Advancing Sexual and Reproductive Health and Rights
Perspectives on Sexual and Reproductive Health
Volume 36, Number 5, September/October 2004

Disease Risk Is Increased For Those with Wrong Ideas About Partner’s Behavior

Young adults often have misconceptions about whether a new sexual partner has other partners, and those with such misconceptions may be at increased risk of being infected with a sexually transmitted disease (STD).1 In a clinic-based sample of 18–30-year-olds in California, 74% of men and women whose partner had had another partner at some time during their relationship were not aware of this; the odds of being infected with trichomonas or chlamydia were 4.5 times as high in this group as among individuals who correctly believed that their partner had been monogamous. The odds of infection were similarly elevated among the 14% of men and women who incorrectly believed that their partner had had sex outside their relationship.

The sample consisted of 96 heterosexual couples attending STD and family planning clinics in San Diego in 2000–2001, who had begun a sexual relationship within the previous three months. In a one-hour computer-assisted interview, participants provided information about their demographic characteristics, sexual behavior (including whether they had had other partners since the beginning of the current relationship) and perception of whether their partner had had other partners during their relationship; members of each couple were interviewed simultaneously but separately. All participants were tested for chlamydia, gonorrhea and trichomonas infection.

Nearly half of the sample were white; the median age was 22, and the median number of years of education was 13. On average, both men and women had begun having intercourse at age 16, had had 4.3 partners during the previous year and had had 1.4 partners during the previous month. Men had had a lifetime average of 20.2 partners, and women had had 13.9; the difference, when adjusted for age, was not statistically significant. One-quarter of participants reported consistent condom use in the month before the interview, and three in 10 reported no use. None were infected with gonorrhea, but 12% tested positive for chlamydia or trichomonas.

Thirty-two percent of participants said that they had had another partner since beginning the current relationship; 16% believed that their partner had done so. Thirty-one percent were wrong about their partner: Seventy-four percent of those whose partner reported sexual activity outside their relationship believed that their partner had been monogamous, and 14% of those whose partner reported no concurrent partnerships thought that he or she had had sex outside their relationship.

Results of univariate analyses using chi-square and t-tests suggested that the likelihood of STD infection was not elevated among men and women who had had concurrent partners, but it was increased among the partners of such individuals. Furthermore, the odds appeared to be elevated for participants who were unaware that their partner had been nonmonogamous and for those who said that the sexual relationship had begun within one week after the couple met. Other sexual risk factors, recent condom use and demographic characteristics (except residence in south San Diego) were not related to the likelihood of having an STD.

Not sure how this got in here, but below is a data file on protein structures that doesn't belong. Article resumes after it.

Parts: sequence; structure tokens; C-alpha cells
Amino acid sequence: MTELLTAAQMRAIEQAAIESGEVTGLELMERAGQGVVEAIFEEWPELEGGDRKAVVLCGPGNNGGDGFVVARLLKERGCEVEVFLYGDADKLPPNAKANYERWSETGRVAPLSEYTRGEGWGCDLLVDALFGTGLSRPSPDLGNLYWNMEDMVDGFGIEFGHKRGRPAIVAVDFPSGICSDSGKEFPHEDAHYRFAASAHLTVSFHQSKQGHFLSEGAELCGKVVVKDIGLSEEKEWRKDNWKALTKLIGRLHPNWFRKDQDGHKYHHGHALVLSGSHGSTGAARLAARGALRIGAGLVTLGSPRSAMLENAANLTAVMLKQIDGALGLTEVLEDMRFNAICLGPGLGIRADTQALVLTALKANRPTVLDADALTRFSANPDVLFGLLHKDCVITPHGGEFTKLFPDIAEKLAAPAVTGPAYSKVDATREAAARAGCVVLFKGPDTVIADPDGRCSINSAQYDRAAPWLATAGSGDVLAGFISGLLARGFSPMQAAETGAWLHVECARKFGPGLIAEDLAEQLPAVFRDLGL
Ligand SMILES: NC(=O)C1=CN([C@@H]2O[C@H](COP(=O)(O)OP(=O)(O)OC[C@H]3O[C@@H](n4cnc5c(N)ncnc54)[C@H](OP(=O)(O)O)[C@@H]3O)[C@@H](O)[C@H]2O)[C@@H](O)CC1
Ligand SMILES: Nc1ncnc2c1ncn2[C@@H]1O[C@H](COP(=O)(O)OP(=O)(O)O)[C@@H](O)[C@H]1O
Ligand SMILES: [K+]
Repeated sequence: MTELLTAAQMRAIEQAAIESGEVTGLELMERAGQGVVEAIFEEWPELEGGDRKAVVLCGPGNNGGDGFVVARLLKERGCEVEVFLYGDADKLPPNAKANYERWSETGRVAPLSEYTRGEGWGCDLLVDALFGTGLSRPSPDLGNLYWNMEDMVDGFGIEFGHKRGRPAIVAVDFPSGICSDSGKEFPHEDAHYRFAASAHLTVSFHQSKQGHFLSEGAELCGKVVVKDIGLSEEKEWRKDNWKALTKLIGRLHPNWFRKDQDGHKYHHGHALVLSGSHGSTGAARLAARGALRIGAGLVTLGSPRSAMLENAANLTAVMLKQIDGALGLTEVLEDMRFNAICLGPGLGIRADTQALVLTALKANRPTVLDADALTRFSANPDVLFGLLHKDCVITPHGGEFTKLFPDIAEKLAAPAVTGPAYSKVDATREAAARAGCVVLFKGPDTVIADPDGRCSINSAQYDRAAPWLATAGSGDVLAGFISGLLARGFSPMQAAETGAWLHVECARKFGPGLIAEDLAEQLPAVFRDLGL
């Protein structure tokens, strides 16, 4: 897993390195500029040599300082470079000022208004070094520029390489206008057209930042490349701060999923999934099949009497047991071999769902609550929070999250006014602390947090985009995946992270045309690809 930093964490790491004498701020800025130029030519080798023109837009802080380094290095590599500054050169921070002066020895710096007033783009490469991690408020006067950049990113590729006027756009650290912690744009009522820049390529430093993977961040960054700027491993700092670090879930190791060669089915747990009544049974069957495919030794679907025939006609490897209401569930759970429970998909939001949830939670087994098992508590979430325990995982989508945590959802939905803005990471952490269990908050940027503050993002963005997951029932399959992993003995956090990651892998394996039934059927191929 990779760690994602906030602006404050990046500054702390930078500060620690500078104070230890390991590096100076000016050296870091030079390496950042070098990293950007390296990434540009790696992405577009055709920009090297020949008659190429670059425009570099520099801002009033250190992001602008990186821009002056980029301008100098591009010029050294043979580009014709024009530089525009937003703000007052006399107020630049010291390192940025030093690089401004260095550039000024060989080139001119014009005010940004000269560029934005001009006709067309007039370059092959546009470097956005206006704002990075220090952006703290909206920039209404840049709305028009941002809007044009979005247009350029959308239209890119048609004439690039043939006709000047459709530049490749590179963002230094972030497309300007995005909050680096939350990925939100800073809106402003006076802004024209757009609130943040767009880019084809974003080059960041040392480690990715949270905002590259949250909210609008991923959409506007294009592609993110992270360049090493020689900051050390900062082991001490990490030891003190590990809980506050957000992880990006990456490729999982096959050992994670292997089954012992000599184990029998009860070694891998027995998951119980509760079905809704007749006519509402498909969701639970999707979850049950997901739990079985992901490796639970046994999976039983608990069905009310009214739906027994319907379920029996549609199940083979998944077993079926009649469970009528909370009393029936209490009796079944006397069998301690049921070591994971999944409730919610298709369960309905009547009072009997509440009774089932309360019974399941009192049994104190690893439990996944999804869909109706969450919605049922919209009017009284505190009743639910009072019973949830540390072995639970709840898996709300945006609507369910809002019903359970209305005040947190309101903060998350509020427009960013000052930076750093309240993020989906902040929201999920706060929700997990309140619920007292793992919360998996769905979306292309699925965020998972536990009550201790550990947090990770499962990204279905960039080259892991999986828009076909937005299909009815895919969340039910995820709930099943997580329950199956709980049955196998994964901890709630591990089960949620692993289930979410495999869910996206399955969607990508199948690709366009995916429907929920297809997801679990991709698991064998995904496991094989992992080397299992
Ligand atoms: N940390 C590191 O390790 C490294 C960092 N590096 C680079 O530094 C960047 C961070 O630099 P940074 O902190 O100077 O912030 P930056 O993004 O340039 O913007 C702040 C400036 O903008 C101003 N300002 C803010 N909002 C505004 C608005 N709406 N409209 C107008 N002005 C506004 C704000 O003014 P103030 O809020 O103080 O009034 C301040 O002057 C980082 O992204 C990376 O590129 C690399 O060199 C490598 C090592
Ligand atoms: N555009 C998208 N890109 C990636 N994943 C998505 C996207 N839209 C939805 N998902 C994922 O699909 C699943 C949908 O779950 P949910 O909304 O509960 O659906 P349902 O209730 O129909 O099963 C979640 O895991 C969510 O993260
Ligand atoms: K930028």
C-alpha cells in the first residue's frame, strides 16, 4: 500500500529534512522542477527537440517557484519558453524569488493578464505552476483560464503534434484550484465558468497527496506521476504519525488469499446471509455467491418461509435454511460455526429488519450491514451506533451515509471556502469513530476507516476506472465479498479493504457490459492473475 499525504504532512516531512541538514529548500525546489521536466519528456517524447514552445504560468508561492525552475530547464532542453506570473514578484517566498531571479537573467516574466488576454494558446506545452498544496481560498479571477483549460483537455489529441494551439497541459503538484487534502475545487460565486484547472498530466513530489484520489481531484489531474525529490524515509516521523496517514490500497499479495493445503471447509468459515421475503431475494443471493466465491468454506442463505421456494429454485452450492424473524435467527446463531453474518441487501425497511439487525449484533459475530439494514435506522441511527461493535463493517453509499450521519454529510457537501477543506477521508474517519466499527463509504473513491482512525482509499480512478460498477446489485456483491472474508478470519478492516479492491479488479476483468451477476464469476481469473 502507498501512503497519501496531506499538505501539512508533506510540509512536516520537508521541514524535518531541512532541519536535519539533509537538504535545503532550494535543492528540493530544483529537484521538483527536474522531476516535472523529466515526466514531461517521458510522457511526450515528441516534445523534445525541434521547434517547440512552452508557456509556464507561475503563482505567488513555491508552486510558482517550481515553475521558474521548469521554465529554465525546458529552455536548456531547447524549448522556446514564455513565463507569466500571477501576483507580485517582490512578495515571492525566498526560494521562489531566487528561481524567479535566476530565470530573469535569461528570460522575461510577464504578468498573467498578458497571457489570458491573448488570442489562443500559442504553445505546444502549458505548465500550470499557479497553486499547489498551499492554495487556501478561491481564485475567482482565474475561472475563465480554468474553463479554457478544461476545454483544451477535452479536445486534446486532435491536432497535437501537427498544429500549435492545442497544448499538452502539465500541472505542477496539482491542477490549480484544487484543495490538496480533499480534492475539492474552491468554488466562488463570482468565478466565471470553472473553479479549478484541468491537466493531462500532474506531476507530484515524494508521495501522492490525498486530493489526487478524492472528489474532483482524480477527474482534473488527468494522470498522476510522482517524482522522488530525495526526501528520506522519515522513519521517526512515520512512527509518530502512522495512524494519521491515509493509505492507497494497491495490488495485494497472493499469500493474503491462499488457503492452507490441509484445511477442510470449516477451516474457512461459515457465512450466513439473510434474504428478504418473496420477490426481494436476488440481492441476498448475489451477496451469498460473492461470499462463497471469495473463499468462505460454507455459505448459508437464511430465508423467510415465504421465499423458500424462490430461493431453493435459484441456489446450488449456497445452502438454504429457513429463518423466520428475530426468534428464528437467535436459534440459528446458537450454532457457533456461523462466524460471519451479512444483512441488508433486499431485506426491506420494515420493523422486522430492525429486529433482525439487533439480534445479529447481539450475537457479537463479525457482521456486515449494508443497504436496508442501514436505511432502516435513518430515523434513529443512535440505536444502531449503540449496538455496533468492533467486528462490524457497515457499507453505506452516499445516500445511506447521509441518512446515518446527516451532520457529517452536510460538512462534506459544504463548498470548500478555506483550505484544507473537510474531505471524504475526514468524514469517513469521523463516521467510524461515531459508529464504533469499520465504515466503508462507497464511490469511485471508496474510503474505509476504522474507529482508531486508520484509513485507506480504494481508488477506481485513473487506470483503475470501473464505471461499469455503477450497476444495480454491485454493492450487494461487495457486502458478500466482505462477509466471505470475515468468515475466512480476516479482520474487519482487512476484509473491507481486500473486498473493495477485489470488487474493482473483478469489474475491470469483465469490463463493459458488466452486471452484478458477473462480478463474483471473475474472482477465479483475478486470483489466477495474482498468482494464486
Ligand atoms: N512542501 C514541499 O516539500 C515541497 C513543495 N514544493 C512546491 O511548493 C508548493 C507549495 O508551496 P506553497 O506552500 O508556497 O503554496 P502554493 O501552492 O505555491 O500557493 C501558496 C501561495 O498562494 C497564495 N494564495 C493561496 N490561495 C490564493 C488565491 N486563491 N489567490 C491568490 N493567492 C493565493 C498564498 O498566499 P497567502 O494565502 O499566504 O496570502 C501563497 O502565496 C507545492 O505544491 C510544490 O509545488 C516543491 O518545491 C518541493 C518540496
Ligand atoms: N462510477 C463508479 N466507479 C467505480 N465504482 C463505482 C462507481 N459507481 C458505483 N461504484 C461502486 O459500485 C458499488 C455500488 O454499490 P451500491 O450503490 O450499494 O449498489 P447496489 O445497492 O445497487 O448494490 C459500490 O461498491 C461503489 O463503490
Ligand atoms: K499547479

Each of three multivariate logistic regression models included a different measure of concurrent partnerships: whether the respondent had had sex outside the relationship, whether the respondent thought his or her partner had done so and the accuracy of the respondent's perception of his or her partner's behavior. The first model confirmed that individuals who had been nonmonogamous did not have an increased likelihood of being infected with chlamydia or trichomonas. The second showed that men and women whose partner had had another partner had significantly elevated odds of infection (odds ratio, 3.6). The third indicated that for those who incorrectly thought either that their partner had been monogamous or that their partner had had a concurrent partner, the likelihood of infection was increased (4.5 and 4.7, respectively). In all three models, those who reported having begun the sexual relationship within a week after meeting their partner were at increased risk (6.6–9.1), as were residents of south San Diego (3.8–5.1); commitment to continuing the relationship was associated with an increased likelihood of infection in the second and third models.

The researchers conclude that although their study could be limited by reporting biases and the small sample, it demonstrates that young people's "poor ability to assess a partner's behavior is associated with increased risk" of STD infection. They note the need for larger studies, which should involve couples and be designed to permit detailed examination of condom use by motivations for concurrent partnerships or by which partner has had sex outside the relationship.

—D. Hollander


1. Drumright LN, Gorbach PM and Holmes KK, Do people really know their sex partners? concurrency, knowledge of partner behavior, and sexually transmitted infections within partnerships, Sexually Transmitted Diseases, 2004, 31(7):437–442.